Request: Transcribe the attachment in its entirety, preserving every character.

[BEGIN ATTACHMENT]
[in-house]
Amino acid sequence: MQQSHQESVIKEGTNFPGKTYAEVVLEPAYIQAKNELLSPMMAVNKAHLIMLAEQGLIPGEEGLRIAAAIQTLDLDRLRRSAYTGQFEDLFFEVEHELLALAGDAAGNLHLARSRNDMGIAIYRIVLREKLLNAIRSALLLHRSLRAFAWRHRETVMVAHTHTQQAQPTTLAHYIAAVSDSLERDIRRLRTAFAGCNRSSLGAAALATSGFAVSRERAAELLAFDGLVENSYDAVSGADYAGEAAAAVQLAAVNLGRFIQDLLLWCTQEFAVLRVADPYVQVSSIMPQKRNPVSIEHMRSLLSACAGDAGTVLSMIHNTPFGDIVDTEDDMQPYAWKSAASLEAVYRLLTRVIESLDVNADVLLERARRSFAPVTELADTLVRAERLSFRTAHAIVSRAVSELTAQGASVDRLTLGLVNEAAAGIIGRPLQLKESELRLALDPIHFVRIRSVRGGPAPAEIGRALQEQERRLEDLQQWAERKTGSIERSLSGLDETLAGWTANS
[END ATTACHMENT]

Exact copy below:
[in-house]
Amino acid sequence: MQQSHQESVIKEGTNFPGKTYAEVVLEPAYIQAKNELLSPMMAVNKAHLIMLAEQGLIPGEEGLRIAAAIQTLDLDRLRRSAYTGQFEDLFFEVEHELLALAGDAAGNLHLARSRNDMGIAIYRIVLREKLLNAIRSALLLHRSLRAFAWRHRETVMVAHTHTQQAQPTTLAHYIAAVSDSLERDIRRLRTAFAGCNRSSLGAAALATSGFAVSRERAAELLAFDGLVENSYDAVSGADYAGEAAAAVQLAAVNLGRFIQDLLLWCTQEFAVLRVADPYVQVSSIMPQKRNPVSIEHMRSLLSACAGDAGTVLSMIHNTPFGDIVDTEDDMQPYAWKSAASLEAVYRLLTRVIESLDVNADVLLERARRSFAPVTELADTLVRAERLSFRTAHAIVSRAVSELTAQGASVDRLTLGLVNEAAAGIIGRPLQLKESELRLALDPIHFVRIRSVRGGPAPAEIGRALQEQERRLEDLQQWAERKTGSIERSLSGLDETLAGWTANS